The Doctrine of Annihilation

Samuel Csonka

Several weeks ago the church in Angleton where I worship received a letter entitled "From where came Hell?" This six-page letter indicated that the writer had done a great deal of studying on Hell. He recounted the definitions of Gehenna, Sheol, Hades, and Tartarus; he discussed usages of the Greek words apolummi and phthora, and our English words life, death and destruction; then, he concluded with "six major evils" of our teaching on Hell. He didn't sign his name or give a return address, but I assume that he is a "brother in Christ" by some of the comments in the letter. He said, "If I put my name, I may not be allowed to preach or teach."

My first thought, after skimming over the letter, was to throw it away. But, after thinking about it for a few days, and re-reading it a few times, I decided to challenge his position in writing. Hope-fully, he will find this rebuttal the same way (I assume) he found the addresses of the many churches around the country to which he mailed his letter.

The following is a summary of his letter along with my thoughts about his doctrine.


First, as "brother Anonymous" looks at gehenna, he cites several passages in which the word is found: (1) Matthew 10:28 and Luke 12:5, (2) Matthew 18:9 and Mark 9:43-45), (3) Matthew 23:15-33, and (4) James 3:6. He mentions its derivation from the Hinnom Valley near Jerusalem, and concludes his point by saying that Gehenna was only used as a symbol of fire and consumption. He retorts:

Fire is never used by God to torment, but for destruction. Matthew 3:12  `... gather his wheat (the saved) into the garner, but he will burn up ... the chaff (the lost) with unquenchable fire.' Do we not teach the exact opposite, not burn up (consume completely and destroy as the farmer does the chaff), but burn (torture) forever? Matt. 7:19 worthless trees are `cast into the fire' . . . Trees are cast into the fire to burn up, to get rid of them, not to be tortured forever.

In his remarks, our anonymous "brother" suggests that spirits can burn up like wood or paper; but, the Bible never indicates such. Also, he forgets that five of these passages are parables that do not describe what will literally happen; but, explain in the closest terms the things which will take place in the spiritual parallel.

Gehenna is described in the Bible as a place of unquenchable fire "where their worm does not die and the fire is not quenched" (Mk. 9:44). It was a real place into which people could be cast (Matt. 5:29-30), not just a one-time event. In fact, with reference to torment, Revelation 14:9-11 says and he shall be tormented with fire and brimstone . . . and the smoke of their torment ascends forever and ever; and they have no rest day or night." Souls would not burn up, but would continue in flaming torment for eternity.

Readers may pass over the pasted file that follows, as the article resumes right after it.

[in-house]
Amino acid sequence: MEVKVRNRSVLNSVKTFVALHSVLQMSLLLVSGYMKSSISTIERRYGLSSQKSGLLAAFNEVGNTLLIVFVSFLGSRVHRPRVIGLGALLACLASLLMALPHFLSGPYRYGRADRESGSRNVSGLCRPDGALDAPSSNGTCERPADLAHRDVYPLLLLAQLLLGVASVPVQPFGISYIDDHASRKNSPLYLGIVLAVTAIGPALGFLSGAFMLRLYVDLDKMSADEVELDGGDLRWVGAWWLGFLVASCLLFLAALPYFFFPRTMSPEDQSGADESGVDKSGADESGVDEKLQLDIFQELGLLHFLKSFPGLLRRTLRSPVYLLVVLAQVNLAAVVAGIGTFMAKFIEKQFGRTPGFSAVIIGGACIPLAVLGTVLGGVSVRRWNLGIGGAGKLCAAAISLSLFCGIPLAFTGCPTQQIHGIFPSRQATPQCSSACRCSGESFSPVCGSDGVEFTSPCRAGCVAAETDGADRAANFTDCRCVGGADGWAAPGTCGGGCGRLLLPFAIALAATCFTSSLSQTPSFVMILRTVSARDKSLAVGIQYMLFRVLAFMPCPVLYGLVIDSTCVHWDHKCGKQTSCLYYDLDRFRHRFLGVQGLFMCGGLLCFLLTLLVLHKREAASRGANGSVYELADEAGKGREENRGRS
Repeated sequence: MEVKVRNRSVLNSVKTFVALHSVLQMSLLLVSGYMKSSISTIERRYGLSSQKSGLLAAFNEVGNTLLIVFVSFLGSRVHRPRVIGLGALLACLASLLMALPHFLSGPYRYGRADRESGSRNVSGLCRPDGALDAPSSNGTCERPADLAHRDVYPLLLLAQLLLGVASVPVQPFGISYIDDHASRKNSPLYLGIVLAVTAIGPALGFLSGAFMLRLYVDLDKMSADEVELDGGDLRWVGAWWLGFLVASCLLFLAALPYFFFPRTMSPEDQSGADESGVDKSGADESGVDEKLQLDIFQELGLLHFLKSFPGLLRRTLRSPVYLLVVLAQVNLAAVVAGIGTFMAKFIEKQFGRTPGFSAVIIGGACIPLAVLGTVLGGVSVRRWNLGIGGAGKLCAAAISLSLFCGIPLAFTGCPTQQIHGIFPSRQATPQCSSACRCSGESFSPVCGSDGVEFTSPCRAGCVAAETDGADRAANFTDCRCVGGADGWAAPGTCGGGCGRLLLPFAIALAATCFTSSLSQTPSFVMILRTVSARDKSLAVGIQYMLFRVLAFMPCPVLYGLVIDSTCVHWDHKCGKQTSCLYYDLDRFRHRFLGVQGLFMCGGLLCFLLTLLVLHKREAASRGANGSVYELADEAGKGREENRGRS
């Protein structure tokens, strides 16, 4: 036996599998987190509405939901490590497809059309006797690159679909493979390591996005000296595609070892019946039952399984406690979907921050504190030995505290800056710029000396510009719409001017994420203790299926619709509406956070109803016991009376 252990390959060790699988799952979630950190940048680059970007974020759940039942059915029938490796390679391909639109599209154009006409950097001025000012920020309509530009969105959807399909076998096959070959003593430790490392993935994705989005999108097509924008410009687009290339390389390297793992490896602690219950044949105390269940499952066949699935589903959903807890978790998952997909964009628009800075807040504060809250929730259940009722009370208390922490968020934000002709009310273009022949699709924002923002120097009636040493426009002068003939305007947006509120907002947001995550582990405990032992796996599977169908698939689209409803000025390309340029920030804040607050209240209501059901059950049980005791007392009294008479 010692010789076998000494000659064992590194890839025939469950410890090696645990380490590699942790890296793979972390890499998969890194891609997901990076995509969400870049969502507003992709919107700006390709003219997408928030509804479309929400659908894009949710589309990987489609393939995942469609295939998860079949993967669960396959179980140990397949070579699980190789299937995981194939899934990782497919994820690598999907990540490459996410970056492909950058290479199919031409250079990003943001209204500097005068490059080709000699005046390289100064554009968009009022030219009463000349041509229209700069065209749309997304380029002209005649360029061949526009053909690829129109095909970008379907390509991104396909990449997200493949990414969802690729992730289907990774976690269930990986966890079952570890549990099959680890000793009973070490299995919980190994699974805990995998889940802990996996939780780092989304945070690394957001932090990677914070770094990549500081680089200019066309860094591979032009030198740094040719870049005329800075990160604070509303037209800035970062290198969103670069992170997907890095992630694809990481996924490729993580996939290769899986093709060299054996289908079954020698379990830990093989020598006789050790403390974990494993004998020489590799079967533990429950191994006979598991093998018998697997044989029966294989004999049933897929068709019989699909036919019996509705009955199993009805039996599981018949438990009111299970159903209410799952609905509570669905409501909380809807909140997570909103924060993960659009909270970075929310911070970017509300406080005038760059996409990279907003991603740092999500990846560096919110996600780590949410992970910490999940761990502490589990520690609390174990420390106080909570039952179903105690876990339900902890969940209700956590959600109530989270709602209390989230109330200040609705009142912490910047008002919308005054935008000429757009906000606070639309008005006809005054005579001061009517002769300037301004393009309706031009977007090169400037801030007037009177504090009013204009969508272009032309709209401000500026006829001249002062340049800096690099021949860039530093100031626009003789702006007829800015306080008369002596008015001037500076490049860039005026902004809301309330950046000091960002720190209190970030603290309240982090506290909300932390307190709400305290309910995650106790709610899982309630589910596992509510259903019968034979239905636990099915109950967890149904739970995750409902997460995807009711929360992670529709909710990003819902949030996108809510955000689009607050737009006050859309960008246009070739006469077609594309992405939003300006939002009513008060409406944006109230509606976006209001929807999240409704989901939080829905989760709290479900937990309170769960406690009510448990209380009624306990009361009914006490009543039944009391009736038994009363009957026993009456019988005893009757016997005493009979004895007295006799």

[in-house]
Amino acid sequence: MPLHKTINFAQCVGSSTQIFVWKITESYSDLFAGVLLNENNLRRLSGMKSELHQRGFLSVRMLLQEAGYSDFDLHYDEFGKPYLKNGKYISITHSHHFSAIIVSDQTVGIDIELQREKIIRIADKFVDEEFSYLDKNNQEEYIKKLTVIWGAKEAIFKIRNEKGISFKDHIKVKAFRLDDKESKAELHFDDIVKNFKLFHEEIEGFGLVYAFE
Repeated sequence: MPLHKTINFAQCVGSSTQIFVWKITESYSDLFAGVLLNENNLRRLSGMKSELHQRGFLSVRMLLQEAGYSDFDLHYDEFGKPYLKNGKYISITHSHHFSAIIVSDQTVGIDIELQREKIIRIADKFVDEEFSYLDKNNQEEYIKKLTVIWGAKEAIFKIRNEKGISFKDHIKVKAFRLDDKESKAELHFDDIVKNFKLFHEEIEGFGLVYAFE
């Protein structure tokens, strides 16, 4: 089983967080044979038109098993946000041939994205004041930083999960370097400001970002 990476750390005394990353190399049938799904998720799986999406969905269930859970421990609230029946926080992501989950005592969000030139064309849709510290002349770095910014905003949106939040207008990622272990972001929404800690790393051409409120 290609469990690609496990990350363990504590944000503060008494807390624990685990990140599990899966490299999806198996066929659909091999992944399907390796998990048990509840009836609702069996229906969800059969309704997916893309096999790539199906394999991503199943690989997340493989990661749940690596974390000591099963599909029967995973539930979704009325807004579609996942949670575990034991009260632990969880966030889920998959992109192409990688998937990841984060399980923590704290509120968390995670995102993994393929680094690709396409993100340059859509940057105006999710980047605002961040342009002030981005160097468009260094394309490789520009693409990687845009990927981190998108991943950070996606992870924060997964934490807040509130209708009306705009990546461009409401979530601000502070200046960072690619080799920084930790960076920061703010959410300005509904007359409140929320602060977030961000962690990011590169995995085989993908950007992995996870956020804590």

Second, as "brother A" looks at hades, he accuses us of confusing it with hell. He makes this point about Luke 16:19-31:

If this is not a parable, and the rich man and Lazarus are real people, then Abraham is also a real person, but now in the place of a god. Is he not? No, for this is a parable, not a true story. it is also when the rich man had brothers living on the earth, not after the judgment, therefore couldn't be what we call `hell' as no one will be in our `hell' until after judgment day.

But, we can see who is confused. As any Bible student will affirm  hades is not hell. Jesus said to one of the thieves before they died, "Assuredly, I say to you, today you will be with me in Paradise"(Lk. 23:43). Did our Lord not know where he was going? Acts 2:27 says in reference to Christ . . . You will not leave my soul in Hades." Along with the previous verses, Revelation 20:13-15 make a clear distinction as to the difference between hades and hell.

On top of these facts, I also affirm that there is no reason why Luke 16:19-31 should be viewed only as a parable. Whether it is or isn't has no bearing upon what is implied by the story, and cannot nullify the application. Though the men died, they spoke, were cognizant of their situation, and had feelings of torment or comfort. Abraham was not a god, but was mentioned there because he was the lather of the faithful, and the Pharisees would have understood that.


Next, in delving into the usages and definitions of apollummi and apoli, he makes several points based on an inconsistent usage of the Greek words, even though he himself points out the proper definition. "Brother A reveals:

. . . it is translated destroy, perish, lost, lose, die all from the same Greek word. Bottles perish (Matt. 9:17). Losehis reward (Matt. 10:42). Lost sheep (Mart. 15:24. Gold that perisheth (I Pet. fl7). These things will not he tormented forever, but will come to an end. Yet, when the same word is used for people - . . we teach they will not and cannot come roan end, but must live forever in torment"

First of all, when he says they will "come to an end," what does he mean? Were the bottles, gold, and sheep annihilated or vaporized into thin air? No, they were ruined, lost, or made of no use. Therefore, spirits would not realize a loss of being, but of well-being. They would be in a state of detriment, and not annihilation. But, rather than having the wicked souls eternally tormented as prescribed by God, "brother A" would have them vaporized after Judgment. This idea of annihilation certainly does not come from the Scriptures.


Again, he uses phthora which means corruption, perish, and destroyed to mean vaporized or annihilated. He simply decides on his own definition and then uses it freely to fit his purposes. Every time he sees these words he automatically thinks annihilation or vaporization. He starts with a wrong assumption and reaches a wrong conclusion.

Life and Death